Advice

How to keep yourself safe in Cardiff

Cardiff may be beautiful, but it isn't perfect. Raise your awareness of dangers. Credits: Katie Lewis.

By Katie Lewis


There’s no doubt that Cardiff is a great place to live, in fact, it was ranked the third best place to live in 2016. But it doesn’t matter where in the world you might live, there are still some dangers to be aware of. Between January and December 2018 there were 11,583 violent and sexual offences reported to the police in Cardiff, which topped the chart and was followed closely by 10,561 reports of anti-social behaviour. This proves that unfortunately Cardiff isn’t always the happy and jolly place we know it to be. I’m going to give you some words of advice of how to avoid situations, and how to better prepare yourself if danger comes your way.

Sometimes, as hard as you may try, certain situations are hard to avoid. It’s common for harassment to take place in the city, whether you’re getting cat-called, whistled at, or propositioned in the street. Unfortunately, you can’t stop people from doing these things, but you are completely in control of how you deal with it. I would suggest, as hard as it may be, to ignore the perpetrators of the harassment if you can, as the situation could become unsafe. Especially if you’re on your own, you should try to avoid agitating the harasser as they might turn nasty. If you find that someone is relentlessly harassing you, and you are alone, go to a safe space like a university building or enter a shop and phone a friend to come and meet you. They are less likely to harass you if there are people around and CCTV cameras watching their every move. If you feel you are being continuously harassed, or even stalked, you can report it by calling 101 or by popping into the police station.

If you’re walking around the city at night, make sure you know your route and stick to roads with good street lighting and avoid short cuts through back streets or alleyways. If you can, avoid walking alone at night, because if you have a friend with you, you can look out for each other. Keep your phone charged, in case you lose your way or need to contact someone if you’re feeling concerned about something. If you feel unsafe and haven’t got money on you to pay for public transport, students of Cardiff University and Metropolitan can use the Safe Taxi Scheme. In partnership with Dragon Taxi’s, this service allows you to phone 029 2033 3333 and quote ‘Cardiff University Safe Taxi Scheme’ and simply give them your name and student number. You can pay the bill within the few days after your trip in the Finance Office at the SU. The scheme is available 24 hours a day, so if you feel unsafe or just want to get home after a night out, you can use this scheme to ensure a safe trip.

Keeping safe on a night out is a different ball game, because we all know when under the influence, our judgement can become clouded. But if you get into the habit of looking out for yourself and your friends on a night out, it becomes second nature. Recently, on a night out, one of my friends suggested adding each other on the ‘Find My Friends’ app, so that if we got split up, we could reunite easily. I can imagine this really coming in handy for those of you who go out in large groups, as there is always someone who decides to stray from the pack and go solo in the club. Also, you can be sure that your friends made it back home safely, so you can all sleep soundly.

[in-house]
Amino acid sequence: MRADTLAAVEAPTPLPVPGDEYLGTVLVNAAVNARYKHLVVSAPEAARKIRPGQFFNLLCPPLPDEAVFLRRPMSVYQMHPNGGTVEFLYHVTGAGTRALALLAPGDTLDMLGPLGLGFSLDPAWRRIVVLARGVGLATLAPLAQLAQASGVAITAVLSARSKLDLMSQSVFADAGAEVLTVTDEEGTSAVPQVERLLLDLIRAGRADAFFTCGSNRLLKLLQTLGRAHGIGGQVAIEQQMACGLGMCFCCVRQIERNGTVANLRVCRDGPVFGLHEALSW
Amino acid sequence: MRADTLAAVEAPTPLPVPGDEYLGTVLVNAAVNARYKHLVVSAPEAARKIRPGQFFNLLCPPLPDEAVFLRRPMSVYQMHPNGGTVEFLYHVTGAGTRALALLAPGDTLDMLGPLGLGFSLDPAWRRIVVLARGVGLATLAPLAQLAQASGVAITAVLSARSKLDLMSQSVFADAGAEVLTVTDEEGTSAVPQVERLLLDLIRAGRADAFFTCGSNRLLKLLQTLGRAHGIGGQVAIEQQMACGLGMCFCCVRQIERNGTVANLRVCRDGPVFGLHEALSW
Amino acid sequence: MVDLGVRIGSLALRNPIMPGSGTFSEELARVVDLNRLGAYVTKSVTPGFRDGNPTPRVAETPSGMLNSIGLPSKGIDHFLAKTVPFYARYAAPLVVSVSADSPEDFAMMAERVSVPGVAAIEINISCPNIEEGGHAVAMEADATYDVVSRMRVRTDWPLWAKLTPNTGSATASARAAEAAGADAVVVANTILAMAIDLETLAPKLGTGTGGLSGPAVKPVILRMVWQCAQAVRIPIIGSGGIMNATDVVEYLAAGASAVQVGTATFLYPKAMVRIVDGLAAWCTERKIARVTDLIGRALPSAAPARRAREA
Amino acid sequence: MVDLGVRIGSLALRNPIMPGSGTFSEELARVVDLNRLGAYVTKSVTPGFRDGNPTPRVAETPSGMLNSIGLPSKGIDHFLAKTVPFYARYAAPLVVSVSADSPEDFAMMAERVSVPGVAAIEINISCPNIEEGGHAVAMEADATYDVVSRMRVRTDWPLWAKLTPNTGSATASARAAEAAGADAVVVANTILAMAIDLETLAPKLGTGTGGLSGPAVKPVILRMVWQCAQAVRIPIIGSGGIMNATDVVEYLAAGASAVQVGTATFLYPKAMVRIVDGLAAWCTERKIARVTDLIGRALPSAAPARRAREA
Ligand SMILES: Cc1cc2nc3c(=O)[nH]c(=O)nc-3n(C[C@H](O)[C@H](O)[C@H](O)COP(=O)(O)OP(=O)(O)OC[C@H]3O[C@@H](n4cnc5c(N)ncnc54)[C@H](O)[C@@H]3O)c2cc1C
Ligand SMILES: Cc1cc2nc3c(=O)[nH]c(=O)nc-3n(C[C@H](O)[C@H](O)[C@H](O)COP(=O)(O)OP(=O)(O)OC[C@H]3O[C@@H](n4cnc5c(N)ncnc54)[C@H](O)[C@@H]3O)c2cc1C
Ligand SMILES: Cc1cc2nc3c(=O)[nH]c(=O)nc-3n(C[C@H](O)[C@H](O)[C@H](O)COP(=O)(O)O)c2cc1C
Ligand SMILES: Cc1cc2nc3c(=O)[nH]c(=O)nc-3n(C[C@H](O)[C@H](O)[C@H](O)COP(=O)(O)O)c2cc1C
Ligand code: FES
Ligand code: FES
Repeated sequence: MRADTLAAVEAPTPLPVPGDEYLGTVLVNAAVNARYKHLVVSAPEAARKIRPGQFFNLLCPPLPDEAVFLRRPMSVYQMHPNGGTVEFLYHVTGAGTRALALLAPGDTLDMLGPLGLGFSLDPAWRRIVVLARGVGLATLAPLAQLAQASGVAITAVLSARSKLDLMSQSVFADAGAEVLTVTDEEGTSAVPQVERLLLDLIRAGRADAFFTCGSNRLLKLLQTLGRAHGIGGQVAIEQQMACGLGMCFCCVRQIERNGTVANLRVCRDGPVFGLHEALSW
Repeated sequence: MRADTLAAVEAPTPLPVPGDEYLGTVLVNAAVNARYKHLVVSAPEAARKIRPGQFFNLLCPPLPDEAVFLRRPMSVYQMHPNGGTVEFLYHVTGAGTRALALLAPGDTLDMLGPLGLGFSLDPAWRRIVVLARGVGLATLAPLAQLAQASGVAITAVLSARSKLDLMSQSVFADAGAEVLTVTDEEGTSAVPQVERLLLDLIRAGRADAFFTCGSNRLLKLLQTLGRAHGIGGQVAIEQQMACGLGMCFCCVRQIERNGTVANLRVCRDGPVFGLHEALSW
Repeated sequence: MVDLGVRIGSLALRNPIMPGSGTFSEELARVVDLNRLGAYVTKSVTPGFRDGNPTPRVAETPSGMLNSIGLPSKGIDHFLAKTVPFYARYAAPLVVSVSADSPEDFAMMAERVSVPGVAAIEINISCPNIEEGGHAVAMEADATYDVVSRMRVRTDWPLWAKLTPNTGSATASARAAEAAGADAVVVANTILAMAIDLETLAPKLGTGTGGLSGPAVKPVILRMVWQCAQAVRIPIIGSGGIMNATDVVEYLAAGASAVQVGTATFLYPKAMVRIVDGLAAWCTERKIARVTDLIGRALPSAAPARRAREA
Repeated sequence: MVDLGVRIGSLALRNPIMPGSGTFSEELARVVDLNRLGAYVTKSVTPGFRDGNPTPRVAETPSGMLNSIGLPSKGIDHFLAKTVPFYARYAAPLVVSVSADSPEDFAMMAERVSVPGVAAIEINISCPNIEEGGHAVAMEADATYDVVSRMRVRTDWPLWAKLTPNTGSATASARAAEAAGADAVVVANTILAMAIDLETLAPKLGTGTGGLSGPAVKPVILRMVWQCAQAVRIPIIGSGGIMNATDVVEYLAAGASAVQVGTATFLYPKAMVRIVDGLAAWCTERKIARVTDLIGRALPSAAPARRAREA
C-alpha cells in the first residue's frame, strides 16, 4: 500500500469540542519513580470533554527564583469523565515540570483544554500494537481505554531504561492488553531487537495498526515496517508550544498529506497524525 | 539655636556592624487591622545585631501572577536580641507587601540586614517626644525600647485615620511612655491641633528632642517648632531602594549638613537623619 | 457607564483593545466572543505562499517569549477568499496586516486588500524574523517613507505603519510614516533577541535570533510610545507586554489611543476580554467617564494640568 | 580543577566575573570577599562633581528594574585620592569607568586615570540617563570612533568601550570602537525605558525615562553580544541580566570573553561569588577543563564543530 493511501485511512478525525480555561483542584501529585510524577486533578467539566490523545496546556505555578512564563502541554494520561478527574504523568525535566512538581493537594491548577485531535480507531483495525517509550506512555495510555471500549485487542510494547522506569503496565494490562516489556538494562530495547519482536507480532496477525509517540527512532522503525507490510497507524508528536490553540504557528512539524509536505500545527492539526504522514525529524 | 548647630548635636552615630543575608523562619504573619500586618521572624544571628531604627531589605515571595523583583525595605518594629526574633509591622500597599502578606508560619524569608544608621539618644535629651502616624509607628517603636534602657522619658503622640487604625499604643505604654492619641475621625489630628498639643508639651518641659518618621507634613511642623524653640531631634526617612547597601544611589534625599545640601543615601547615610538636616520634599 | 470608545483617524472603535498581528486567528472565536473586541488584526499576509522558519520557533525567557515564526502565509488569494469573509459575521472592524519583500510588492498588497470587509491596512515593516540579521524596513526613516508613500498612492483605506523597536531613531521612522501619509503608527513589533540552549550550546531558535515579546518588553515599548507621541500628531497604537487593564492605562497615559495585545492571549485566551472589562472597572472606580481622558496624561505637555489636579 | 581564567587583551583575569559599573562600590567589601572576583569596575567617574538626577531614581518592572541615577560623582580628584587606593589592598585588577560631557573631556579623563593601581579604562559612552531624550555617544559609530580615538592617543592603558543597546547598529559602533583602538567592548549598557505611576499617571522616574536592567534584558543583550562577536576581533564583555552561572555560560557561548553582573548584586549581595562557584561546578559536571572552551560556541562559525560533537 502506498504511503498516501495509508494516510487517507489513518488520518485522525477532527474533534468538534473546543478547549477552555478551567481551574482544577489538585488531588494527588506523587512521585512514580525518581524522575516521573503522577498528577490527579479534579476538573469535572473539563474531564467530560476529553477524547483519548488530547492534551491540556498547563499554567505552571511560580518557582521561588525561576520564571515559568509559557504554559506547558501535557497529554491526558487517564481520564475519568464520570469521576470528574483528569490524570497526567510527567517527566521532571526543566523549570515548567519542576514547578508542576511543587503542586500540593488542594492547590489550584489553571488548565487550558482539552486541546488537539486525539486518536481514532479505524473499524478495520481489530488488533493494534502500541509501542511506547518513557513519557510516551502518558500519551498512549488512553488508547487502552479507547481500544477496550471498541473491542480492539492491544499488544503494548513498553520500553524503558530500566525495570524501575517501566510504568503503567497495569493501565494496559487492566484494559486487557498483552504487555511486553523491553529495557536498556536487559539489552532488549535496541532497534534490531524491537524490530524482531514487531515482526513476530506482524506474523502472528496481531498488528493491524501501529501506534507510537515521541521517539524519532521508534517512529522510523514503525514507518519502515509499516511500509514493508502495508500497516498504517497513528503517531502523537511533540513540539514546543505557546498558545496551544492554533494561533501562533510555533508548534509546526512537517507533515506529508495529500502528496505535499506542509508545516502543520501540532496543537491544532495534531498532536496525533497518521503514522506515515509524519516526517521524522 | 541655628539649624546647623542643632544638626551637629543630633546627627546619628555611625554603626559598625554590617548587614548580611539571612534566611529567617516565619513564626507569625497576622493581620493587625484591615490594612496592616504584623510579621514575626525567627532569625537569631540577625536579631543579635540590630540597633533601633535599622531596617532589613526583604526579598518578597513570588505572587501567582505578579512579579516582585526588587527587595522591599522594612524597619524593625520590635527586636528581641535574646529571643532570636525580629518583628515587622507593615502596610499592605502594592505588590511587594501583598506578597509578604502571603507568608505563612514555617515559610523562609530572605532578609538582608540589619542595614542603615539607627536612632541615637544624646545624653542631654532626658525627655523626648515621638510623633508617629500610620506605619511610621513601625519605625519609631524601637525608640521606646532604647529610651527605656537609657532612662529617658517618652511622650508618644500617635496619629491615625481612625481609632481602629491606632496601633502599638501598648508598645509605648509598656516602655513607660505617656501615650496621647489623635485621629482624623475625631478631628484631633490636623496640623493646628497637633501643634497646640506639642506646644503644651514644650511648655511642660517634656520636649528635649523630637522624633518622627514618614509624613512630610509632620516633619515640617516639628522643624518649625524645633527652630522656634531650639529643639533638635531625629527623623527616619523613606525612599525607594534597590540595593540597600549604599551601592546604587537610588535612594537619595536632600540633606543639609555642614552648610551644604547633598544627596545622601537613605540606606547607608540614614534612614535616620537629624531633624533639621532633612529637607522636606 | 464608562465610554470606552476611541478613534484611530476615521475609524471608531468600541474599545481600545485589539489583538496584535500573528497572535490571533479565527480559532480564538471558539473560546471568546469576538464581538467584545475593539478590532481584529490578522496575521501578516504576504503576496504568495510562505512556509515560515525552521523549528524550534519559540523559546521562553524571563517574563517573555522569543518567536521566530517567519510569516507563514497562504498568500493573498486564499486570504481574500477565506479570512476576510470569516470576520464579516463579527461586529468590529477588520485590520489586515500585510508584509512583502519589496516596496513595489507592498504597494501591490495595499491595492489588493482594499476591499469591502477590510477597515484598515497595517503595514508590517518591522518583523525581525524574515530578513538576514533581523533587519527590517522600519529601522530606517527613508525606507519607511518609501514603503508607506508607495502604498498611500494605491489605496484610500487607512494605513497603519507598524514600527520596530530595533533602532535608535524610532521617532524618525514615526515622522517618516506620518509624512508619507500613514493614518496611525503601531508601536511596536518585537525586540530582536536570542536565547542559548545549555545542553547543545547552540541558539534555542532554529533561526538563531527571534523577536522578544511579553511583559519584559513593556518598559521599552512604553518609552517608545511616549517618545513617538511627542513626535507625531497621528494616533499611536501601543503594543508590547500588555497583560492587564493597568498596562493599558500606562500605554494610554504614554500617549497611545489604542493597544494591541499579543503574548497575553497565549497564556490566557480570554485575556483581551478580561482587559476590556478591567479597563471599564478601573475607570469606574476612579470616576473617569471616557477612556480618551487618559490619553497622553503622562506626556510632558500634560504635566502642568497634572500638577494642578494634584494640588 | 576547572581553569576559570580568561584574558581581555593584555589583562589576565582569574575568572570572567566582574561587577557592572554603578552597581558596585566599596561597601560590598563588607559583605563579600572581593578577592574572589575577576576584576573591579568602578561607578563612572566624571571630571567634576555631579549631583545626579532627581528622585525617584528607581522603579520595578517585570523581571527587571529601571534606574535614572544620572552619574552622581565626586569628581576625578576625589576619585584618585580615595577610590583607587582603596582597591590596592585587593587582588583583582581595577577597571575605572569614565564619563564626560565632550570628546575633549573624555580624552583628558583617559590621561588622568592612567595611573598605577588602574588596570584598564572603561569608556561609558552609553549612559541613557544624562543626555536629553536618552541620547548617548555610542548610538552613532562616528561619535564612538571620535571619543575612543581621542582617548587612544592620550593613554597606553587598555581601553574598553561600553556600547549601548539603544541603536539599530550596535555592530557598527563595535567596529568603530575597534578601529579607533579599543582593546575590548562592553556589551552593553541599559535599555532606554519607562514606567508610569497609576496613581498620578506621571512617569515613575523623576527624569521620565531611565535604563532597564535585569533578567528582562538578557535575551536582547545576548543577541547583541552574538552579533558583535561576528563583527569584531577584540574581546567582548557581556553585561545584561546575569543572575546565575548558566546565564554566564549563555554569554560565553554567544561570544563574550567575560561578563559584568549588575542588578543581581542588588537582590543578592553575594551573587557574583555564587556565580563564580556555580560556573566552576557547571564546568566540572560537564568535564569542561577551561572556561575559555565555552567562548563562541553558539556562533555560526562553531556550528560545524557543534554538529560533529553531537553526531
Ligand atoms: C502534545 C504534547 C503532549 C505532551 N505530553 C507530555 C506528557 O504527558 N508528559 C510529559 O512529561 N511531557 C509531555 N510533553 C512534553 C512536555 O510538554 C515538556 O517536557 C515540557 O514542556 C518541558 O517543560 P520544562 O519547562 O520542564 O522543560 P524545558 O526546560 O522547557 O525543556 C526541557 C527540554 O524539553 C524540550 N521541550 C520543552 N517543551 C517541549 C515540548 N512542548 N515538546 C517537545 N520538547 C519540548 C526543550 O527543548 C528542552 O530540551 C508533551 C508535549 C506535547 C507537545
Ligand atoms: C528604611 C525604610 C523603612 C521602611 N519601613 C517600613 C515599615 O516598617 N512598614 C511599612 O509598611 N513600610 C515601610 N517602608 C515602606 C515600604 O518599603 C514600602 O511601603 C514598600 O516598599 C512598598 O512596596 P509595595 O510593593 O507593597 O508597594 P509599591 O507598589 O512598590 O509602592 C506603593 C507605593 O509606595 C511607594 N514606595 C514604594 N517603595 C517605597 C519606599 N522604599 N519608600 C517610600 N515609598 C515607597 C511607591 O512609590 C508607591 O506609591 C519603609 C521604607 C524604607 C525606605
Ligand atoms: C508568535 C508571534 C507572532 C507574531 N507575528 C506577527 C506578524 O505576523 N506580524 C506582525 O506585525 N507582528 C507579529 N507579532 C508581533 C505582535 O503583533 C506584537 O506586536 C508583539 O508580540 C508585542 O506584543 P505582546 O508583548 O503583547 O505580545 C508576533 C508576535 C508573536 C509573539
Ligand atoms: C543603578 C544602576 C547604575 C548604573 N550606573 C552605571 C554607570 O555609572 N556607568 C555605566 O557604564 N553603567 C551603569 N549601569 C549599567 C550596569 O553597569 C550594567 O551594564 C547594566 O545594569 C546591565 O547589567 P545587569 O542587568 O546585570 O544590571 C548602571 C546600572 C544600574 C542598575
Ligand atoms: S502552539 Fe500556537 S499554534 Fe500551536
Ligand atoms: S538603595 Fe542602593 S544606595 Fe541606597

Whilst on the subject of nights out, a danger to be aware of in a busy nightclub, is someone spiking your drink. There are plenty of horror stories in the press about spiking, and unfortunately, it’s on the rise in the UK, with a 108% increase in cases reported in the UK since 2015. Spiking is often followed by instances of sexual assault or robbery, whilst the victim is under the influence of unwanted drink or drugs. If you’re on a night out with friends, make sure you’re looking out for each other and are aware of the people surrounding you. If you see any suspicious people possibly lurking too near to you or looking noticeably shifty, don’t ignore it, move away as soon as you can. You can report them to a member of staff like a bouncer, and they can keep an eye on them. But how do you spot symptoms of a spiked drink? Spiking victims often become nauseous, have problems with their vision, find it difficult to speak, are often disorientated and feel paranoid and disorientated. If you suspect yourself or a friend to have been spiked, you should act quickly and take them to a first aid room where they can be examined and possibly taken to hospital. Remember to never leave your drink unattended, or to accept a drink from someone that you don’t know, because then what happens to that drink is out of your control.

But while I’ve talked a lot about some of the horrors of big city life, it’s important to remember that there are so many helpful services if you ever feel unsafe. Not only are there police, but there are helplines like C.A.L.L. which is a listening line offering emotional support to those suffering with personal issues. You can phone C.A.L.L. on 0800 132 737. There is also the Cardiff Nightline service that you can phone on 02920 870555 at any time between 8pm and 8am. This is a student led service where you can be listened to without judgement. So, if you’re struggling with anything, or you’ve been through something and want to talk about it, there are people out there that will listen. Know that you’re not alone.

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